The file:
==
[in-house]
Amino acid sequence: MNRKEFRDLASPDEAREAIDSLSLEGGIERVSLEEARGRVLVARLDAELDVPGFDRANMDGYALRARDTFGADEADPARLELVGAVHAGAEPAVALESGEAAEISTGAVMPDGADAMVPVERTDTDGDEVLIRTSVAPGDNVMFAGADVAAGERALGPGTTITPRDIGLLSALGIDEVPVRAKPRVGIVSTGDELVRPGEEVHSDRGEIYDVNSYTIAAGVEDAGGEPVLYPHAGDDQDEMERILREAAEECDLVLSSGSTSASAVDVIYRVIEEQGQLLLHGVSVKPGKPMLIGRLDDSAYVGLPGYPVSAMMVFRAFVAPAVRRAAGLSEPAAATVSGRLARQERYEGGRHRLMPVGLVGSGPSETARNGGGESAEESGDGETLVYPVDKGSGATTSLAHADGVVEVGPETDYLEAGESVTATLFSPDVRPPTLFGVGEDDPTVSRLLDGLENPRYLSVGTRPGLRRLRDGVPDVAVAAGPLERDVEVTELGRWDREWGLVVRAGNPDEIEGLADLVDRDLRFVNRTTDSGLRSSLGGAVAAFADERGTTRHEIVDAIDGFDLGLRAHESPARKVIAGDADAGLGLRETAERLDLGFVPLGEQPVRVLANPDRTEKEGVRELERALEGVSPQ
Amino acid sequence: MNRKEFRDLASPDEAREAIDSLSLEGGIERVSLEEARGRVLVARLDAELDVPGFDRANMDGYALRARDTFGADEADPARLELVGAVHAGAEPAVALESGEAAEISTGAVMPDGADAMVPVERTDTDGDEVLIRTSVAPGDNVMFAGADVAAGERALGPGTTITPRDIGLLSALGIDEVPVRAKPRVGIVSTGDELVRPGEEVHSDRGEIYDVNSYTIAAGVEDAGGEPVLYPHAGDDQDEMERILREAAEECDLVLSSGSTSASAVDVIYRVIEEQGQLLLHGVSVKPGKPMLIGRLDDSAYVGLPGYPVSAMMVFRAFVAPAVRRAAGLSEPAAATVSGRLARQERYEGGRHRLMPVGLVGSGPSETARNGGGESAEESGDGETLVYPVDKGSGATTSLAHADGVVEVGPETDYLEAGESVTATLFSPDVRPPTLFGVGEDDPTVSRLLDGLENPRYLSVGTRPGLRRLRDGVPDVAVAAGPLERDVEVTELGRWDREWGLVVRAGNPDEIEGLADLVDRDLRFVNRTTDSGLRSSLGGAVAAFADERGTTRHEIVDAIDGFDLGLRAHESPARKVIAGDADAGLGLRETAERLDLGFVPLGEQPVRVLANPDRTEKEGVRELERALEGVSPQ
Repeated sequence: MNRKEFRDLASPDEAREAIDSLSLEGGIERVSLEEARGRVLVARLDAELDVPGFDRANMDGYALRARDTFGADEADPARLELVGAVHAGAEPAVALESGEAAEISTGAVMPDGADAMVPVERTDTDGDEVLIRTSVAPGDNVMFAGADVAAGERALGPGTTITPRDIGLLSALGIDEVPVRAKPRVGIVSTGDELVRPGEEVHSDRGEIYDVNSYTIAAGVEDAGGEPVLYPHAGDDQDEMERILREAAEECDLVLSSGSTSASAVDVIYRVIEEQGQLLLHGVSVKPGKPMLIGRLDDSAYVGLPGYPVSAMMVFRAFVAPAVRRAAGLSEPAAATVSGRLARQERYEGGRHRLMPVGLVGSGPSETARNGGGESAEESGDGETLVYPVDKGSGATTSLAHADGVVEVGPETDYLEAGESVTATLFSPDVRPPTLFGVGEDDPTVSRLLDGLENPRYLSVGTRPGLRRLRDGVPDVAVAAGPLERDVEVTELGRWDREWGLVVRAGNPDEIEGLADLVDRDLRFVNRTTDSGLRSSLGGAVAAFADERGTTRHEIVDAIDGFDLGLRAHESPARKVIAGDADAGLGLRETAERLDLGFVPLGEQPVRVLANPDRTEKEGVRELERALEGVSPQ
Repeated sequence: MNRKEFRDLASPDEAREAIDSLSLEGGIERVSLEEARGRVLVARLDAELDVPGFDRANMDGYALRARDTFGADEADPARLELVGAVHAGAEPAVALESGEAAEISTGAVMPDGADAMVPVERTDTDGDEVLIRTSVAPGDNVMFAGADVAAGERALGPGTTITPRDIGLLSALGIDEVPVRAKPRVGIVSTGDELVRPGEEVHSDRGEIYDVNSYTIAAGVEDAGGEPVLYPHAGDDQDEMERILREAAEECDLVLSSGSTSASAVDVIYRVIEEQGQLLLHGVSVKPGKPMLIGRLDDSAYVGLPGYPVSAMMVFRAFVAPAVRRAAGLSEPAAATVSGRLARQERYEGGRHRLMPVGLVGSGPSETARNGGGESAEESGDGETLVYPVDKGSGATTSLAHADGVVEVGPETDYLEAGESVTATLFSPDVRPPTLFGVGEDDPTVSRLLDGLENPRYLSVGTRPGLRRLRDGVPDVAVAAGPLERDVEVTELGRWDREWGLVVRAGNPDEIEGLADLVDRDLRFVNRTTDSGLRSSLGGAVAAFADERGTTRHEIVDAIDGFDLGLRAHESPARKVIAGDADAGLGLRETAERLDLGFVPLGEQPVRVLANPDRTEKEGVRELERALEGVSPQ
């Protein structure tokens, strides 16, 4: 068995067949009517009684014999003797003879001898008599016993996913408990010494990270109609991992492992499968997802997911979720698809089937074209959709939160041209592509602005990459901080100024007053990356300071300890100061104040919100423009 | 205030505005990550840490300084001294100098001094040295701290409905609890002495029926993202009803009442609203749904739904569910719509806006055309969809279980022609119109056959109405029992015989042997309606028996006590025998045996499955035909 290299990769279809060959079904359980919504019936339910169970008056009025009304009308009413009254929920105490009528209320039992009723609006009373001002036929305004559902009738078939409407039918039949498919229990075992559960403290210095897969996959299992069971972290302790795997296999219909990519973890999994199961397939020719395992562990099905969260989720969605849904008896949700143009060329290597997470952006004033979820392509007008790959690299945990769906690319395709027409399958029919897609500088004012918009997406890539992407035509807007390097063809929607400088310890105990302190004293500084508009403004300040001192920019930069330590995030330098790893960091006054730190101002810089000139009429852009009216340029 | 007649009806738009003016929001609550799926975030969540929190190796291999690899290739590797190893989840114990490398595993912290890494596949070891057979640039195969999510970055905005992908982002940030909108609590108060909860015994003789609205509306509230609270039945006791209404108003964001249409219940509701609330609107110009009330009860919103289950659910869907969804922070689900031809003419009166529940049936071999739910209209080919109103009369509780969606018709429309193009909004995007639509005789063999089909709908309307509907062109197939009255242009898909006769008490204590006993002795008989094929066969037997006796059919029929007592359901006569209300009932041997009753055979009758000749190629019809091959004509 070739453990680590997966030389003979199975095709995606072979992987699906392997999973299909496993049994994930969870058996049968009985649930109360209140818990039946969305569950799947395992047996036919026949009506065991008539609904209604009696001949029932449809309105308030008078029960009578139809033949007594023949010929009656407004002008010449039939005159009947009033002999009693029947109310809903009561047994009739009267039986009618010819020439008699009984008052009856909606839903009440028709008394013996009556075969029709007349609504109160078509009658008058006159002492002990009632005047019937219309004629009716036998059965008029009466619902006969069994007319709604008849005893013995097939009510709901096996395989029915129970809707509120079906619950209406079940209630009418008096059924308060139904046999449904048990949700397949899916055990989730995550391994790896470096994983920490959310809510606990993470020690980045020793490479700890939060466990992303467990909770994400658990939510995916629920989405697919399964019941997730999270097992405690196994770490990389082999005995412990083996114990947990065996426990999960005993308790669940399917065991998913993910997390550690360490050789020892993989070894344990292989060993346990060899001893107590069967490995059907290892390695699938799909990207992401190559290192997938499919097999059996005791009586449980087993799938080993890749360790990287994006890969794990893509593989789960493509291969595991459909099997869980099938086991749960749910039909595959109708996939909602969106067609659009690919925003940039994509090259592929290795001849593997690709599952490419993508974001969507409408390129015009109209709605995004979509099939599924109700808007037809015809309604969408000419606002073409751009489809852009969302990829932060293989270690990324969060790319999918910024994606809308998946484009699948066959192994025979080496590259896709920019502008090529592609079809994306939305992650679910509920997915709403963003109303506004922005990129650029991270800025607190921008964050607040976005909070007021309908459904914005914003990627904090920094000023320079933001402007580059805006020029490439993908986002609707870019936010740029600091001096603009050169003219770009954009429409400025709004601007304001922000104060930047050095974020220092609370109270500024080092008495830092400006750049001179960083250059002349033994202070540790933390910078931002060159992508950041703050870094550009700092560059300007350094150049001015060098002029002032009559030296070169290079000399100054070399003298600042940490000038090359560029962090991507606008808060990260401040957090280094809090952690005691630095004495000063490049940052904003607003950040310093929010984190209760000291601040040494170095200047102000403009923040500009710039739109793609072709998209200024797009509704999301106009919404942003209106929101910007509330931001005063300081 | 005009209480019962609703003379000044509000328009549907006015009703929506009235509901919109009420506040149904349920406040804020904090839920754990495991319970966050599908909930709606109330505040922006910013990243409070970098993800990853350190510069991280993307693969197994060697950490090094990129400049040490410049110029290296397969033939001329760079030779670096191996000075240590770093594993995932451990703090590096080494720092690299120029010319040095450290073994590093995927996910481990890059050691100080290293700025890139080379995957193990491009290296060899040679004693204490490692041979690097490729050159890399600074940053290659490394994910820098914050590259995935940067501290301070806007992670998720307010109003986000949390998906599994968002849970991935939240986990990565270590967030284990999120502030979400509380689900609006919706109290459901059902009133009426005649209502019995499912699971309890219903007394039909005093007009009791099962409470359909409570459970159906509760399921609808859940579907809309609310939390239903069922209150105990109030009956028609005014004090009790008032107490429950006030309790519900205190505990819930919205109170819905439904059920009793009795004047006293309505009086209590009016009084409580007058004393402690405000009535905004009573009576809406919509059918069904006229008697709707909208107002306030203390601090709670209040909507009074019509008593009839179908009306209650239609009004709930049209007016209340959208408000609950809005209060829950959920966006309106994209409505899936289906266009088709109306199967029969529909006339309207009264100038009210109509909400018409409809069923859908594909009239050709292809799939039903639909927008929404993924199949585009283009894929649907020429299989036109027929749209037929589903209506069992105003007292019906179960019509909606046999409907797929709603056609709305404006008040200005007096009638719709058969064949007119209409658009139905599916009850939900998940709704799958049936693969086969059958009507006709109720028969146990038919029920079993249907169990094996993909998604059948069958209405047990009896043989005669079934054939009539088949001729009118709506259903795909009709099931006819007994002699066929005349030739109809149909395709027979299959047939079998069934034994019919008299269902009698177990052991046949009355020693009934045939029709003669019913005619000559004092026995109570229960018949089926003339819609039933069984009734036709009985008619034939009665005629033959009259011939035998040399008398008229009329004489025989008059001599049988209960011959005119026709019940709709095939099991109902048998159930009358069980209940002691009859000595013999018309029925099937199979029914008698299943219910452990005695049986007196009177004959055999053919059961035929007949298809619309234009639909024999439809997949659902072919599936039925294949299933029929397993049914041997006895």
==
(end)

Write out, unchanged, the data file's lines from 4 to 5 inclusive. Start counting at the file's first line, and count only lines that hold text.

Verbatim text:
Repeated sequence: MNRKEFRDLASPDEAREAIDSLSLEGGIERVSLEEARGRVLVARLDAELDVPGFDRANMDGYALRARDTFGADEADPARLELVGAVHAGAEPAVALESGEAAEISTGAVMPDGADAMVPVERTDTDGDEVLIRTSVAPGDNVMFAGADVAAGERALGPGTTITPRDIGLLSALGIDEVPVRAKPRVGIVSTGDELVRPGEEVHSDRGEIYDVNSYTIAAGVEDAGGEPVLYPHAGDDQDEMERILREAAEECDLVLSSGSTSASAVDVIYRVIEEQGQLLLHGVSVKPGKPMLIGRLDDSAYVGLPGYPVSAMMVFRAFVAPAVRRAAGLSEPAAATVSGRLARQERYEGGRHRLMPVGLVGSGPSETARNGGGESAEESGDGETLVYPVDKGSGATTSLAHADGVVEVGPETDYLEAGESVTATLFSPDVRPPTLFGVGEDDPTVSRLLDGLENPRYLSVGTRPGLRRLRDGVPDVAVAAGPLERDVEVTELGRWDREWGLVVRAGNPDEIEGLADLVDRDLRFVNRTTDSGLRSSLGGAVAAFADERGTTRHEIVDAIDGFDLGLRAHESPARKVIAGDADAGLGLRETAERLDLGFVPLGEQPVRVLANPDRTEKEGVRELERALEGVSPQ
Repeated sequence: MNRKEFRDLASPDEAREAIDSLSLEGGIERVSLEEARGRVLVARLDAELDVPGFDRANMDGYALRARDTFGADEADPARLELVGAVHAGAEPAVALESGEAAEISTGAVMPDGADAMVPVERTDTDGDEVLIRTSVAPGDNVMFAGADVAAGERALGPGTTITPRDIGLLSALGIDEVPVRAKPRVGIVSTGDELVRPGEEVHSDRGEIYDVNSYTIAAGVEDAGGEPVLYPHAGDDQDEMERILREAAEECDLVLSSGSTSASAVDVIYRVIEEQGQLLLHGVSVKPGKPMLIGRLDDSAYVGLPGYPVSAMMVFRAFVAPAVRRAAGLSEPAAATVSGRLARQERYEGGRHRLMPVGLVGSGPSETARNGGGESAEESGDGETLVYPVDKGSGATTSLAHADGVVEVGPETDYLEAGESVTATLFSPDVRPPTLFGVGEDDPTVSRLLDGLENPRYLSVGTRPGLRRLRDGVPDVAVAAGPLERDVEVTELGRWDREWGLVVRAGNPDEIEGLADLVDRDLRFVNRTTDSGLRSSLGGAVAAFADERGTTRHEIVDAIDGFDLGLRAHESPARKVIAGDADAGLGLRETAERLDLGFVPLGEQPVRVLANPDRTEKEGVRELERALEGVSPQ